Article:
Sitting wedged between a cliff and the beach, Hart House is a stunning contemporary interpretation of the classic Australian beach shack.
The house is sited on a steel slope along the shoreline of Great Mackerel Beach, looking out across Pittwater towards the Barrenjoey Headland.
The form was derived from a wrapped ‘box’ on one side that provides the building with a protective corrugated aluminium shell. This shell protects the house from the harsh salt environment, cold winter southerly winds and bushfire prone landscape. One side of the box has been left fully open to bring in sunlight and coastal views.
The house was inspired by the classic one-room Australian beach shack. Here, the main single ‘room’ of the house is a double-height dining, kitchen and living space. It includes a utility pod with a bathroom and pantry, as well as a loft mezzanine space above.
Directly below the living space is the master bedroom, which opens onto a sandstone terrace made with stone from the site.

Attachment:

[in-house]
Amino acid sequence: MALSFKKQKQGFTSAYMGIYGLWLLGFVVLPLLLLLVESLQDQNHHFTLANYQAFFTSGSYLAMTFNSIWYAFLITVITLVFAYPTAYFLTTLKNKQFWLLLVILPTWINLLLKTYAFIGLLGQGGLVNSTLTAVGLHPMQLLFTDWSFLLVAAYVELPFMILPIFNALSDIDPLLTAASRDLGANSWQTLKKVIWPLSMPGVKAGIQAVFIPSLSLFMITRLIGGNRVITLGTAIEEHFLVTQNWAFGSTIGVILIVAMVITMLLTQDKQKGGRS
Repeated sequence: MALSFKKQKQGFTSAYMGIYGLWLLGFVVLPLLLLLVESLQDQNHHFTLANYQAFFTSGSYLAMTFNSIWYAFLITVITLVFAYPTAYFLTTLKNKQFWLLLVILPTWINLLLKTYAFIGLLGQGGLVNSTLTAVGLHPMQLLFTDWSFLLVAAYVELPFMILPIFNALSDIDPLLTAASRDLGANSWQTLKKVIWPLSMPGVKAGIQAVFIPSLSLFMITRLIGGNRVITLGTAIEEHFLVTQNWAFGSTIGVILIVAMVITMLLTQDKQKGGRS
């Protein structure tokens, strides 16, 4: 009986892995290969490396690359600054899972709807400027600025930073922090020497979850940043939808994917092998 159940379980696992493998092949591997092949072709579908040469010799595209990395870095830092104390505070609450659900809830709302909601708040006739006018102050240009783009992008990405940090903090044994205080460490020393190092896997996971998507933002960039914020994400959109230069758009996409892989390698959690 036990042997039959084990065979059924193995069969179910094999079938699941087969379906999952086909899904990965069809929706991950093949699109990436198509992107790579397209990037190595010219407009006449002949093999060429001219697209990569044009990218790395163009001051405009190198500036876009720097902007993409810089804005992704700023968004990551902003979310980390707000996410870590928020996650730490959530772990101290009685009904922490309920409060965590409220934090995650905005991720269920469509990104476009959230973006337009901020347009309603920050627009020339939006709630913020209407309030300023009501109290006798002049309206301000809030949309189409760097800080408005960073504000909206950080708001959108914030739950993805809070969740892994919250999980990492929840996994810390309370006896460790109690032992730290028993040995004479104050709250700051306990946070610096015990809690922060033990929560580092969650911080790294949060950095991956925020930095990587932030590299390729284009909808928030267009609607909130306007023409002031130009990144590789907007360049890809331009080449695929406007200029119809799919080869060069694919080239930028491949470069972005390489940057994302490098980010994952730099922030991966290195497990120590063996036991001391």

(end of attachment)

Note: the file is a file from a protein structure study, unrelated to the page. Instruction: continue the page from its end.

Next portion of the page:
Key design features include small openings on the sides of the house that puncture through the corrugated aluminium shell to allow cross-ventilation, as well as highlight windows to the rear of the dining area that give views of the cliff and bush landscape.
Interior spaces include birch plywood, timber flooring and concrete benches. Spotted gum is also used extensively internally and externally as flooring, decking and to construct the doors and windows. This material was selected due to its sustainability and bushfire resistant properties.
Doors and windows are framed in Corten, tying in with the red hues of the spotted gym, while also providing shade and protection against the weather.
As the house is only accessible by water, it was important for it to be self-sufficient. The roof houses a large array of solar panels for energy, rainwater is harvested for the occupant’s needs and waste is processed on site.